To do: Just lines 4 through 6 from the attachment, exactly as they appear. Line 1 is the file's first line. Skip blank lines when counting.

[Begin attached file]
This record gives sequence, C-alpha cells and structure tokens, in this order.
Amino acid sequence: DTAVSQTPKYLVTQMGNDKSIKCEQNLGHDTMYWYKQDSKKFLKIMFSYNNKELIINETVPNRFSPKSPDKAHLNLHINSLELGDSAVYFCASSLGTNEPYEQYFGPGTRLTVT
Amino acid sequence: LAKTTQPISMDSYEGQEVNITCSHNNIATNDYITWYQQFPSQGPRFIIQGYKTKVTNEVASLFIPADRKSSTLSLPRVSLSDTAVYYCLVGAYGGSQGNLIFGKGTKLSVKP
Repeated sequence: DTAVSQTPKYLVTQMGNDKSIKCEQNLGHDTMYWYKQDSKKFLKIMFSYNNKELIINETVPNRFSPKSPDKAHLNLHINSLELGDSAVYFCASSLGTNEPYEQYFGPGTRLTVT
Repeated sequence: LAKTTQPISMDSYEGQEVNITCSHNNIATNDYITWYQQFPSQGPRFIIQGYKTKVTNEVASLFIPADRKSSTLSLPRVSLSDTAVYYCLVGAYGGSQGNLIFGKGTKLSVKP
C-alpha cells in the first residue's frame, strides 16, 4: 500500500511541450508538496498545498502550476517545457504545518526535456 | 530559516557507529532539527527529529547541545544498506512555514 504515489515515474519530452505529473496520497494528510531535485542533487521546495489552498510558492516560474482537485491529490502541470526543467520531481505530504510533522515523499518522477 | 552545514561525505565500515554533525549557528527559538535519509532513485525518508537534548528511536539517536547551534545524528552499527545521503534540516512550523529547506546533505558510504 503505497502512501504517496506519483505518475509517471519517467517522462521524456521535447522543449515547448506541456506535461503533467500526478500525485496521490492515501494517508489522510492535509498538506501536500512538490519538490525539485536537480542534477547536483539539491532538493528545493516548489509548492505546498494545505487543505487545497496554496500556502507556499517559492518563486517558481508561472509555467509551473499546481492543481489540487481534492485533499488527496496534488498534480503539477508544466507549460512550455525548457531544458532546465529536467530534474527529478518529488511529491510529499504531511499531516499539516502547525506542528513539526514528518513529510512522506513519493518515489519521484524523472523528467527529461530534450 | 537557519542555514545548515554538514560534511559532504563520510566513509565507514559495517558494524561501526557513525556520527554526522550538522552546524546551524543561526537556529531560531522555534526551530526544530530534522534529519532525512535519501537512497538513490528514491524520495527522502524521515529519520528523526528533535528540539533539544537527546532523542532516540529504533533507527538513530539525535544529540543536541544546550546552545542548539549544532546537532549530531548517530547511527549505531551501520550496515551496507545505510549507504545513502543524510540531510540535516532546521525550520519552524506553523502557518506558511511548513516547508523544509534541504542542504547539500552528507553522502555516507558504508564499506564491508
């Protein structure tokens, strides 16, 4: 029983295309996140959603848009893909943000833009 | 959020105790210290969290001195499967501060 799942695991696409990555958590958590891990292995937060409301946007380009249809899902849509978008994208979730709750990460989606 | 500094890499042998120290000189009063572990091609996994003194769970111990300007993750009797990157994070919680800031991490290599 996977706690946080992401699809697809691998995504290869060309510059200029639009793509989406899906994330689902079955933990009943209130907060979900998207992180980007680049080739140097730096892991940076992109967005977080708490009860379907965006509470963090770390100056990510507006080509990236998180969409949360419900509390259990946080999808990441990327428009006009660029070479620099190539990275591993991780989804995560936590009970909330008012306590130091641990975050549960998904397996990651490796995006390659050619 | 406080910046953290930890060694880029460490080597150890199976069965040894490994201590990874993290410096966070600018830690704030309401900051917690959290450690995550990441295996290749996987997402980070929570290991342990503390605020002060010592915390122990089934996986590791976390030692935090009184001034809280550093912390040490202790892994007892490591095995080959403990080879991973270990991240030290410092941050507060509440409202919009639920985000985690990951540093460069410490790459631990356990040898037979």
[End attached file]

Repeated sequence: DTAVSQTPKYLVTQMGNDKSIKCEQNLGHDTMYWYKQDSKKFLKIMFSYNNKELIINETVPNRFSPKSPDKAHLNLHINSLELGDSAVYFCASSLGTNEPYEQYFGPGTRLTVT
Repeated sequence: LAKTTQPISMDSYEGQEVNITCSHNNIATNDYITWYQQFPSQGPRFIIQGYKTKVTNEVASLFIPADRKSSTLSLPRVSLSDTAVYYCLVGAYGGSQGNLIFGKGTKLSVKP
C-alpha cells in the first residue's frame, strides 16, 4: 500500500511541450508538496498545498502550476517545457504545518526535456 | 530559516557507529532539527527529529547541545544498506512555514 504515489515515474519530452505529473496520497494528510531535485542533487521546495489552498510558492516560474482537485491529490502541470526543467520531481505530504510533522515523499518522477 | 552545514561525505565500515554533525549557528527559538535519509532513485525518508537534548528511536539517536547551534545524528552499527545521503534540516512550523529547506546533505558510504 503505497502512501504517496506519483505518475509517471519517467517522462521524456521535447522543449515547448506541456506535461503533467500526478500525485496521490492515501494517508489522510492535509498538506501536500512538490519538490525539485536537480542534477547536483539539491532538493528545493516548489509548492505546498494545505487543505487545497496554496500556502507556499517559492518563486517558481508561472509555467509551473499546481492543481489540487481534492485533499488527496496534488498534480503539477508544466507549460512550455525548457531544458532546465529536467530534474527529478518529488511529491510529499504531511499531516499539516502547525506542528513539526514528518513529510512522506513519493518515489519521484524523472523528467527529461530534450 | 537557519542555514545548515554538514560534511559532504563520510566513509565507514559495517558494524561501526557513525556520527554526522550538522552546524546551524543561526537556529531560531522555534526551530526544530530534522534529519532525512535519501537512497538513490528514491524520495527522502524521515529519520528523526528533535528540539533539544537527546532523542532516540529504533533507527538513530539525535544529540543536541544546550546552545542548539549544532546537532549530531548517530547511527549505531551501520550496515551496507545505510549507504545513502543524510540531510540535516532546521525550520519552524506553523502557518506558511511548513516547508523544509534541504542542504547539500552528507553522502555516507558504508564499506564491508